The Florida Red Snapper season is set to begin in 2022, and anglers are already gearing up for the best fishing they’ve seen in years. But what do you need to know about this awesome fishery? In this article, we outline both the Gulf of Mexico and Atlantic regulations associated with the season, and also provide some information about how to fish for red snapper, detailing their habitat and bait preferences.
The regulations surrounding the Florida Red Snapper season are constantly changing year over year. So what do you need to know if you're planning on fishing for red snapper in 2022?
For starters, you'll need to have a valid Florida saltwater fishing license if you're planning on fishing for red snapper in either the Gulf of Mexico or Atlantic. You can purchase a license online through the Florida Fish and Wildlife Conservation Commission's website or at any county tax collector's office. Many for-hire charter services in Florida will also hold a license that covers any anglers on the vessel.
Before we get into the regulations, it is important to note that state and federal waters are regulated differently. Florida's state waters extend from the shore to 3 nautical miles on the Atlantic coast, and 9 nautical miles on the Gulf. The federal waters in most areas cover approximately 200 nautical miles past where state waters end, or where other country's waters begin.
If you're fishing for red snapper in the Gulf of Mexico, you'll need to abide by the following regulations:
The season for federally permitted for-hire charter vessels (fishing in federal Gulf waters) will begin on June 1, 2022, and close on August 19, 2022.
The recreational fishing season is set to open on June 17, 2022, and close on July 31. Book with a federally permitted charter captain to get in on the action before the recreational season opens!
The season will reopen for the following weekends:
This refers to recreational anglers fishing from private boats in Florida Gulf and federal waters. For-hire operations that do not have a federal reef fish permit may participate in the season, but they are only allowed to fish for red snapper in Florida Gulf state waters.
The bag limit will remain at two fish per person.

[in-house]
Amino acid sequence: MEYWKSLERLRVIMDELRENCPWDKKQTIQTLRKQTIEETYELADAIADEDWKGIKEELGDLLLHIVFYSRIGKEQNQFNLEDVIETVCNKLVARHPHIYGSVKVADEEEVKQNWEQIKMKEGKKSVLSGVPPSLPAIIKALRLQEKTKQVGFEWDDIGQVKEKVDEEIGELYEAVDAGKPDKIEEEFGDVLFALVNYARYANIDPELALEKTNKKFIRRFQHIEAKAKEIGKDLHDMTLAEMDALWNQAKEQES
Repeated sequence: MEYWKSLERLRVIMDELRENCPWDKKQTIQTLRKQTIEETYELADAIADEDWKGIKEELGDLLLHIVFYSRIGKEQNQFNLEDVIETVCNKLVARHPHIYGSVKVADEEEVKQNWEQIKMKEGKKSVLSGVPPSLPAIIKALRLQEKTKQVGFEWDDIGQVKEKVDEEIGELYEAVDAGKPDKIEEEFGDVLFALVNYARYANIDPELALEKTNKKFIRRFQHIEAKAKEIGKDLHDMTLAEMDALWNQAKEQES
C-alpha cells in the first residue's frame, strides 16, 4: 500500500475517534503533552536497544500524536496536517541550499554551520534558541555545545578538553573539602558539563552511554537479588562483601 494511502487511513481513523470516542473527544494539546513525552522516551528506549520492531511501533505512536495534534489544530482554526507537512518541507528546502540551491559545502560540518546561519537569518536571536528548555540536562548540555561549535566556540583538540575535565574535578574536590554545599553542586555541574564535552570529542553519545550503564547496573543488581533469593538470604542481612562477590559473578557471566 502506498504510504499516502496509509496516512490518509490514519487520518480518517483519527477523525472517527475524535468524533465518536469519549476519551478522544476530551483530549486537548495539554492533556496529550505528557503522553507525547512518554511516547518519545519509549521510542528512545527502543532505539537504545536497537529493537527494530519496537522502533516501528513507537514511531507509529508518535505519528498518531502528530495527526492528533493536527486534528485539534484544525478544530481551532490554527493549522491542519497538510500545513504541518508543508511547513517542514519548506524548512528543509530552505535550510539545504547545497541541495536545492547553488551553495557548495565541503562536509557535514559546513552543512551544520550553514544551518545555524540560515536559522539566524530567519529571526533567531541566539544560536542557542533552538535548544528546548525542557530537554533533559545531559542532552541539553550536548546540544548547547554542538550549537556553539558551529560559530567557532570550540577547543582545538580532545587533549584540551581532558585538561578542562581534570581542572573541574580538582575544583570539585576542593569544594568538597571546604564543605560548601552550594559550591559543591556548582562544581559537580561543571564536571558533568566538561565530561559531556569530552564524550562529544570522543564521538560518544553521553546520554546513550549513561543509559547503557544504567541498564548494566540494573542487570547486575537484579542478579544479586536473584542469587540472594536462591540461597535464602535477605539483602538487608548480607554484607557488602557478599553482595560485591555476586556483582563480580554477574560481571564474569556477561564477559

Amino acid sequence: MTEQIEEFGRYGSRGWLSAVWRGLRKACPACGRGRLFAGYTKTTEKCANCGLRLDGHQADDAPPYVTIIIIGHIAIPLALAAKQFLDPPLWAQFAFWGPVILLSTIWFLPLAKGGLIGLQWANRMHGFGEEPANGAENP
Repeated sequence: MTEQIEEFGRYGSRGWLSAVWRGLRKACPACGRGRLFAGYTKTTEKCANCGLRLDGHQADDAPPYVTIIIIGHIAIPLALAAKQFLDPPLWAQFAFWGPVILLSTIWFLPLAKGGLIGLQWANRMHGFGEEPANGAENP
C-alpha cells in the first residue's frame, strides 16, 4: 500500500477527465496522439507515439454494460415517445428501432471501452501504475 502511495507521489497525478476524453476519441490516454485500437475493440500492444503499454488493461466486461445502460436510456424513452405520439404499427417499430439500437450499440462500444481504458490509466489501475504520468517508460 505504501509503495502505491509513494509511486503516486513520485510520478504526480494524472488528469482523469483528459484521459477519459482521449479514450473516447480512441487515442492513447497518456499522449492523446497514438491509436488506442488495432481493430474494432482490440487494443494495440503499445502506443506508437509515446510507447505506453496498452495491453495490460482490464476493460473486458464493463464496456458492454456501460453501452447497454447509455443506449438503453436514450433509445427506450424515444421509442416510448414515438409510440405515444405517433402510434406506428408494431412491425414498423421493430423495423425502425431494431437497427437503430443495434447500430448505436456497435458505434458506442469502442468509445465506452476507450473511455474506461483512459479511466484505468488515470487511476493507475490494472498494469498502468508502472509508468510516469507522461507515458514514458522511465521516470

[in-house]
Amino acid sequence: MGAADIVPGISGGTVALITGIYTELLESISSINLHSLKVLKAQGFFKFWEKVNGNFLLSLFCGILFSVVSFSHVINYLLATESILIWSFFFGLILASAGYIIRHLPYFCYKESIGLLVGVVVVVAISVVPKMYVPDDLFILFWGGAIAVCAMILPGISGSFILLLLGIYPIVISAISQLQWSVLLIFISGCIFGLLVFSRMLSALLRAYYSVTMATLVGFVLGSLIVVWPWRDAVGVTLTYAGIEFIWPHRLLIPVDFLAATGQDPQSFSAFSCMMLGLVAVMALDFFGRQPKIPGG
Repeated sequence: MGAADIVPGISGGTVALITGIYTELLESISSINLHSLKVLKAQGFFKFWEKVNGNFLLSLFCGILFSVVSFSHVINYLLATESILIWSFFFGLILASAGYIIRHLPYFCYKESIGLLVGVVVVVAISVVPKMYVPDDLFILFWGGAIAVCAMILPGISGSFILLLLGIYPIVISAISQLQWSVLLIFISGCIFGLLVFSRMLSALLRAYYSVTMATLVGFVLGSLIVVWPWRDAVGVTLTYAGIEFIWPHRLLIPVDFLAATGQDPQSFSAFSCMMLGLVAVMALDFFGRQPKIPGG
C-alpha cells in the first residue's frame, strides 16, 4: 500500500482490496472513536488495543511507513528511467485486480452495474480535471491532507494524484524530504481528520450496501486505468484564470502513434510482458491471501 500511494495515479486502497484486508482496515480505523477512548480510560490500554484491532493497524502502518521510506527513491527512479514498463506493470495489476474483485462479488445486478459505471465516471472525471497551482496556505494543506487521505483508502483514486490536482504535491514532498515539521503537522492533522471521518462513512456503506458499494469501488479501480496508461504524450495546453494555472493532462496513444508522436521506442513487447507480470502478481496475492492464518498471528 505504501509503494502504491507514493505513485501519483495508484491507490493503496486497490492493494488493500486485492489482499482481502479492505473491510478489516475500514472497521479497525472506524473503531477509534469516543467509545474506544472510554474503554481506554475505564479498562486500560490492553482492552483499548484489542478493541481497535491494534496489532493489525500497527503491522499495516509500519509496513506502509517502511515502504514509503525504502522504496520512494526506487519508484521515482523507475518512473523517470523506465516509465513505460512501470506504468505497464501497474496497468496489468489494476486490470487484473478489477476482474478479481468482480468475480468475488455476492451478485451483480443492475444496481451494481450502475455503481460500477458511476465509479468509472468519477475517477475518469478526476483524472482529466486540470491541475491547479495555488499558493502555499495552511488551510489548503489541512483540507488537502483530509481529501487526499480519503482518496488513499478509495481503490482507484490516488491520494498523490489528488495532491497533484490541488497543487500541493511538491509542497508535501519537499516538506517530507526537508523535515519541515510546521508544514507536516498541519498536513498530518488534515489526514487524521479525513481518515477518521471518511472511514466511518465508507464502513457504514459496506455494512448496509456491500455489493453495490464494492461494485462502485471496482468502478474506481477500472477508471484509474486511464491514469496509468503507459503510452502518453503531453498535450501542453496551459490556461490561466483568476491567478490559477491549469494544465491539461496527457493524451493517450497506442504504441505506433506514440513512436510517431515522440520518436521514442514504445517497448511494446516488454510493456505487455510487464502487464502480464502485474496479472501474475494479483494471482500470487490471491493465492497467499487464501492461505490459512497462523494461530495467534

You must use circle hooks when fishing with natural bait.
Red snapper must be at least 16 inches long to keep.
If you're fishing for red snapper in the Atlantic, you'll need to abide by the following regulations:
Red Snapper caught in state water are able to be kept year round.
The federal water snapper season is yet to be announced. All red snapper caught in federal waters must be returned to the water immediately.
Atlantic state water Red Snapper catches are limited to two fish per person per day.
Red snapper must be at least 20 inches long to keep.
Red snapper are found in warm waters throughout the world, including the Gulf of Mexico and Atlantic Ocean. They typically inhabit reefs, wrecks, and other structure in depths of 50 to 200 feet.
Red snapper are opportunistic feeders and will eat a variety of baitfish, squid, and crustaceans. Some of the most common baits used to target red snapper include live or frozen sardines, pilchards, herring, menhaden, and mullet. Cut bait can also be effective, especially when fishing around structure.
When targeting red snapper, it's important to use heavy tackle. These fish put up a good fight and can reach weights of up to 50 pounds. Bottom-fishing rigs with circle hooks are the best way to target red snapper, as they help to prevent deep-hooking.
Red snapper is considered to be a high-quality, firm fish with a rich flavor. It's commonly used in fried fish dishes and can also be broiled, baked, or grilled. Red snapper has a mild flavor that works well with seasonings like lemon juice, black pepper, lime juice, garlic, onion powder, dill, and paprika. It's also commonly used in fish tacos, ceviche, and sushi. With such a wide range of culinary uses, it's easy to see why red snapper is one of the most popular saltwater fish species among anglers and seafood lovers alike.
With a short season and somewhat complex regulations, your best chance at getting fish in the cooler is with a federally permitted charter captain. Fishing aboard a federally permitted for-hire vessel will also allow you to get in on the Red Snapper action before the season opens for recreational anglers on private vessels. Top destinations for Red Snapper include panhandle cities such as Destin, Panama City, and Pensacola. Find the perfect trip on FishAnywhere.com, and book your next adventure with confidence!